When the NSU trio of Böhnhardt, Mundlos and Zschäpe went underground in 1998 after a bomb workshop was discovered in Jena, they were supported by Roewer. “His top source, Brandt, even keeps phone contact with those who had gone to ground,” writes Hemmerling. “The state secret service is kept in the picture, even about armaments and the direction of escape. None of this is revealed to the police.” Via Brandt, the secret service provided the three with 2,000 D-Marks so that they could buy false passports.
The Thuringia state secret service also knew about the first bank robberies by the NSU trio but did not pass on the information. The first Thuringia NSU state committee of investigation, which dealt with these incidents, concluded that it was no longer justifiable to “speak only of ‘unfortunate circumstances,’ ‘mishaps’ or ‘mistakes.’” Rather, the “suspicion of deliberate sabotage or the deliberate hindrance of finding the fugitives” was closer to the mark.
Roewer was able to hold office until 2000, thanks to the support of Social Democratic Party Interior Minister Richard Dewes. Dewes’s successor, Christian Köckert (Christian Democratic Union—CDU), then ensured that Roewer could take early retirement at age 50. Since then, the state-paid pensioner has appeared as a right-wing orator and publicist, writing for the far-right Compact magazine and Junge Freiheit and publishing books under the auspices of the extreme right-wing Ares publishing house in Graz.
Roewer was not alone. His deputy at the head of the Thuringia secret service, Peter Jörg Nocken, was responsible for the recruitment of “sources” and had close contact with them. Nocken is suspected of having warned the Thuringia Blood and Honour boss Marcel D., who maintained contact with the NSU supporters circle, about a police raid in the autumn of 2000.
Nocken’s role is also important because he maintained close links with the secret service in Hesse, from where he originally came. He had already caused a scandal there. In the case of the still unexplained murder in 1989 of the head of Deutsche Bank, Alfred Herrhausen, he is suspected of having provided a false lead to a supposed third generation of the Red Army Faction.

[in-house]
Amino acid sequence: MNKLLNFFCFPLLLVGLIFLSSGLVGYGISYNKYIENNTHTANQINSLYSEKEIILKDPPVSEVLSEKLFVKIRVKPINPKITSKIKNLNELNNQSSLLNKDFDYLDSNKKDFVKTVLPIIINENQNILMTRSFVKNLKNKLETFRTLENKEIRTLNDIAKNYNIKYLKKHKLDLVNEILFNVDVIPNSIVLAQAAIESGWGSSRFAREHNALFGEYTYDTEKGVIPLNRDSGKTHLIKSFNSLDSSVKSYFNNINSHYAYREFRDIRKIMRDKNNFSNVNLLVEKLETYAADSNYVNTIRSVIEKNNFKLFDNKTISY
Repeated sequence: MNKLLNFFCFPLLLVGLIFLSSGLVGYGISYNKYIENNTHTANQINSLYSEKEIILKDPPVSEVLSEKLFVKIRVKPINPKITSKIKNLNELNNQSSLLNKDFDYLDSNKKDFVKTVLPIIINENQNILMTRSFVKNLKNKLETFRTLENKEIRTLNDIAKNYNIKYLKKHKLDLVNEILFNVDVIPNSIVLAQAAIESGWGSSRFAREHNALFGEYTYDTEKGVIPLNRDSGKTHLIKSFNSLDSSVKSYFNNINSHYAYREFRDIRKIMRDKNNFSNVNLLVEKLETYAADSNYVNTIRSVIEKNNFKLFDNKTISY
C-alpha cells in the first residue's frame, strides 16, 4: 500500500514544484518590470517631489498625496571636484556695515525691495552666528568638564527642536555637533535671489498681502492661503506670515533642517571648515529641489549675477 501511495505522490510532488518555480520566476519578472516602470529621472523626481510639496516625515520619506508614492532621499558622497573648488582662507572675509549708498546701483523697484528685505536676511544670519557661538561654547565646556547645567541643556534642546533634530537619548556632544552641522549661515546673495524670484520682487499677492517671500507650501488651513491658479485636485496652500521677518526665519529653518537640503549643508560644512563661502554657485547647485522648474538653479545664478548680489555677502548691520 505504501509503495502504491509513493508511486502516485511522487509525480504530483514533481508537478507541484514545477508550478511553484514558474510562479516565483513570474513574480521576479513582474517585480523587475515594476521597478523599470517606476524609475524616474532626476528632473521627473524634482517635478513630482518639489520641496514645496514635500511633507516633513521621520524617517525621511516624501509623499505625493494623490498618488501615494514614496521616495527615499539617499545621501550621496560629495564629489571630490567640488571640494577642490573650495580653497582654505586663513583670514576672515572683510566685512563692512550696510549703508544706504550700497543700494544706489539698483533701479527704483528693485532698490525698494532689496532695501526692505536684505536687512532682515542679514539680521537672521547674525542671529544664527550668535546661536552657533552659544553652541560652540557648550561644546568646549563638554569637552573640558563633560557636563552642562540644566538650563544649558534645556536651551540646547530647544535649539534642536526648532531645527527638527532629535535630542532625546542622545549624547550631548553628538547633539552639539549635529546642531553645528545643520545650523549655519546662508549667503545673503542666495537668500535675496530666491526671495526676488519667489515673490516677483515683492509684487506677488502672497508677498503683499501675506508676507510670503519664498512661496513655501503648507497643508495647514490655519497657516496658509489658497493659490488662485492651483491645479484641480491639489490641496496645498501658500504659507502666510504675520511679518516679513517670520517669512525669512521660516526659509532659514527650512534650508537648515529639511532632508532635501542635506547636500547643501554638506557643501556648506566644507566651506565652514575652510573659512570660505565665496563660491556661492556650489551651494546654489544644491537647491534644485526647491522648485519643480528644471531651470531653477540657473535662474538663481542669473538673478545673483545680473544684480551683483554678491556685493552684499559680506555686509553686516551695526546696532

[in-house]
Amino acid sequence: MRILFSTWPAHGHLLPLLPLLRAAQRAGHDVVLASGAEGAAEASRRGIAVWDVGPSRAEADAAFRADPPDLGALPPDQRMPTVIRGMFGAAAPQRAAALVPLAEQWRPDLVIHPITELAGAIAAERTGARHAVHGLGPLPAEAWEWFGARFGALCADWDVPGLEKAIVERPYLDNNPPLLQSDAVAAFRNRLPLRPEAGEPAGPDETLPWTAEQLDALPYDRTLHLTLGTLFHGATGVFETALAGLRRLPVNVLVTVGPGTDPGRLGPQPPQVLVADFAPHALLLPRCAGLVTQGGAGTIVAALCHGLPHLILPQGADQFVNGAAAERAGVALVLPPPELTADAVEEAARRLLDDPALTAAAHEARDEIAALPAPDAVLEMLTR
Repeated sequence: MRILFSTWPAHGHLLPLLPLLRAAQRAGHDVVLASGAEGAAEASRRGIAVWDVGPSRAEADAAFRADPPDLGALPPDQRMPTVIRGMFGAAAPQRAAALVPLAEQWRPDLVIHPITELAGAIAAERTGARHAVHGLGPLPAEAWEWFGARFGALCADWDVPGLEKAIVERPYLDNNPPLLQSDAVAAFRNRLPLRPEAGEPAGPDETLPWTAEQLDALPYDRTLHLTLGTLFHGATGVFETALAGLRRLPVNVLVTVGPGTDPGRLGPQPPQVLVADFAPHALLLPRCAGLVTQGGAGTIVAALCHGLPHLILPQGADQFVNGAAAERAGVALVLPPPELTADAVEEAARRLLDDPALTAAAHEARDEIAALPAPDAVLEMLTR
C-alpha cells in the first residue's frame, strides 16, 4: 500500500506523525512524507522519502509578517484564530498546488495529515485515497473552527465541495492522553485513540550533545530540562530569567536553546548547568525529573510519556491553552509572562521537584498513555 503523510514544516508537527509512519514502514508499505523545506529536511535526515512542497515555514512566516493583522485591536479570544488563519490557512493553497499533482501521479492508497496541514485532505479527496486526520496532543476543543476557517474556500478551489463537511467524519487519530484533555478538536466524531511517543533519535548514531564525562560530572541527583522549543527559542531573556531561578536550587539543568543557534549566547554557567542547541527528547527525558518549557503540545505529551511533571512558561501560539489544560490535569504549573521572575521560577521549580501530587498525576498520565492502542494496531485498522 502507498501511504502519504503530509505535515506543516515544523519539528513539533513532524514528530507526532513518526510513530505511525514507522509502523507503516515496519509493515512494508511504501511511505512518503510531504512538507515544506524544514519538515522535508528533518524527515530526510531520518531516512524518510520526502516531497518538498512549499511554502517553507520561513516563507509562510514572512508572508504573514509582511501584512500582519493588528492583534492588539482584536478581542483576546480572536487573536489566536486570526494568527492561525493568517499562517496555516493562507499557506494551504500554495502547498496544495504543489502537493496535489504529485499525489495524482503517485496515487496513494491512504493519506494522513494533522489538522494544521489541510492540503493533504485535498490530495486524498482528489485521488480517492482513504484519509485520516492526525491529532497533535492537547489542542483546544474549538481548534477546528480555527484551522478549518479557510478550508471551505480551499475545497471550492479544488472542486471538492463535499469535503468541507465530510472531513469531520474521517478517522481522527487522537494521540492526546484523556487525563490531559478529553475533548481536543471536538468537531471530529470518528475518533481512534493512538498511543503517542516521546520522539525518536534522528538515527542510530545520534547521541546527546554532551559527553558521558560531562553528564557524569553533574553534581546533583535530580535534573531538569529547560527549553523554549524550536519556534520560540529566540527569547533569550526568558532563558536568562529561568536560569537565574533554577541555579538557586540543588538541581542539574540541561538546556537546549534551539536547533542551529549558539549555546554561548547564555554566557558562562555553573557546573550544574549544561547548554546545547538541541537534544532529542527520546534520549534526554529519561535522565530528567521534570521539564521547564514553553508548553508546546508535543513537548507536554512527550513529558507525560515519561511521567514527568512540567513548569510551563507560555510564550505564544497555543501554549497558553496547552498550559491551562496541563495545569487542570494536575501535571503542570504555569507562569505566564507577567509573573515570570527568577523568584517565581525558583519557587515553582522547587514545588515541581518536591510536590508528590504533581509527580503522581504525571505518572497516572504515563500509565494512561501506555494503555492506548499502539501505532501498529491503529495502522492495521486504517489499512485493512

Not only the intelligence services, but also the neo-Nazi scenes in Thuringia and Hesse and the corresponding “sources” are closely intertwined. For example, a few days before their ninth murder, which they committed in Kassel, NSU members Böhnhardt and Mundlos participated in the birthday party of a leading neo-Nazi in the northern Hesse city at which the man who later murdered Lübke, Stephan Ernst, was probably present.
On April 6, 2006, when Halit Yozgat was killed in his Kassel Internet café by two shots to the head, Andreas Temme, an officer of the Hesse secret service, was present in person. The reason for this has never been satisfactorily clarified. Temme claims he was there completely by accident and did not notice anything, while his superior, the then-Hesse interior minister and today’s state premier, Volker Bouffier, ensured that files that could provide information were kept secret for decades.
In the book, based on investigations by the Hesse NSU Committee of Inquiry, historian Jens Eumann of the Freie Presse Chemnitz reports on the close links between Temme, Bouffier and Nocken. They operated via an unofficial “CDU working party” in the Hesse secret service, at whose meetings all three participated. Thus, Temme and Bouffier met on September 12, 2000—three days after the first NSU murder and six years before the Kassel murder—in person in this circle.
Nordkreuz, Hannibal and Franco A
The second comprehensive conspiracy in the state apparatus, with which several of the book’s contributions deal, involves elite units of the Bundeswehr and the police. This became the subject of headlines in April 2017, when Bundeswehr officer Franco A. was arrested because he had registered as a refugee under a false identity and apparently planned to carry out right-wing extremist attacks.
Franco A., who despite ongoing investigations is still free, was a first lieutenant in the 291 Jägerbataillon of the German-French Brigade when his activities were uncovered. He had already come to notice during his military studies for his right-wing extremist positions, which were covered up by his superiors and did not damage his military career.